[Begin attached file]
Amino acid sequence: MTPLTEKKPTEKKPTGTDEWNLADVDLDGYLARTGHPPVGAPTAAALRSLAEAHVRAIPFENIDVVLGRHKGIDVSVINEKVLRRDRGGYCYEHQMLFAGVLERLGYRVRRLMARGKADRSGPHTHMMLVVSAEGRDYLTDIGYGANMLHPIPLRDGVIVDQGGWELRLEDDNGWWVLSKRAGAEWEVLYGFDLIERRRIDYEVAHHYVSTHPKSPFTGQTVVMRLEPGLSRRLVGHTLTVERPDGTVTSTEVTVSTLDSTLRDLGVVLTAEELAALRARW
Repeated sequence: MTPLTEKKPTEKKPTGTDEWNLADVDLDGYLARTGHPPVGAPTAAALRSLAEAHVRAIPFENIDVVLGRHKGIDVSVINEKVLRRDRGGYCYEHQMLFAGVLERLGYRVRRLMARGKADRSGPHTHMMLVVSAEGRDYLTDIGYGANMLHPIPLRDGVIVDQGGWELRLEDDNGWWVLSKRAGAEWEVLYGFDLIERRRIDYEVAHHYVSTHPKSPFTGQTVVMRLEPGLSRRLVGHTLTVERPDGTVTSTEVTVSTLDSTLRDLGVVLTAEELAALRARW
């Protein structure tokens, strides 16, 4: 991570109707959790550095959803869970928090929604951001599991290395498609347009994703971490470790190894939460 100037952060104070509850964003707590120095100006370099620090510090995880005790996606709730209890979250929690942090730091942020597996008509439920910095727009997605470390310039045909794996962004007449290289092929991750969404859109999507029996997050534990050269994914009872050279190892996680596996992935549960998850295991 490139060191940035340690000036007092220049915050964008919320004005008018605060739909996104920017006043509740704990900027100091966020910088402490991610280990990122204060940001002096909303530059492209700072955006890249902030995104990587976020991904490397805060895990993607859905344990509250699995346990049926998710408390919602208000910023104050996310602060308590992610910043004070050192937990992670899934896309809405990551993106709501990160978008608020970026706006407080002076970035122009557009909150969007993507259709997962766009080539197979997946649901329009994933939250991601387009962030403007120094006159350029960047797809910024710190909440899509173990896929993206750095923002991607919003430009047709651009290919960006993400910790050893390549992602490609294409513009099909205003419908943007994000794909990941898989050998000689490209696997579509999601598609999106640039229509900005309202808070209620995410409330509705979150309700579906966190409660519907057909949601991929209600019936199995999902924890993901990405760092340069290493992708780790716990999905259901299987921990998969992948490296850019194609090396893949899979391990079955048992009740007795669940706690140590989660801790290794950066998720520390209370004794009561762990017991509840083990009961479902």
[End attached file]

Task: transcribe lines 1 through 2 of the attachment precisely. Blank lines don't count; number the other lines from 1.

Amino acid sequence: MTPLTEKKPTEKKPTGTDEWNLADVDLDGYLARTGHPPVGAPTAAALRSLAEAHVRAIPFENIDVVLGRHKGIDVSVINEKVLRRDRGGYCYEHQMLFAGVLERLGYRVRRLMARGKADRSGPHTHMMLVVSAEGRDYLTDIGYGANMLHPIPLRDGVIVDQGGWELRLEDDNGWWVLSKRAGAEWEVLYGFDLIERRRIDYEVAHHYVSTHPKSPFTGQTVVMRLEPGLSRRLVGHTLTVERPDGTVTSTEVTVSTLDSTLRDLGVVLTAEELAALRARW
Repeated sequence: MTPLTEKKPTEKKPTGTDEWNLADVDLDGYLARTGHPPVGAPTAAALRSLAEAHVRAIPFENIDVVLGRHKGIDVSVINEKVLRRDRGGYCYEHQMLFAGVLERLGYRVRRLMARGKADRSGPHTHMMLVVSAEGRDYLTDIGYGANMLHPIPLRDGVIVDQGGWELRLEDDNGWWVLSKRAGAEWEVLYGFDLIERRRIDYEVAHHYVSTHPKSPFTGQTVVMRLEPGLSRRLVGHTLTVERPDGTVTSTEVTVSTLDSTLRDLGVVLTAEELAALRARW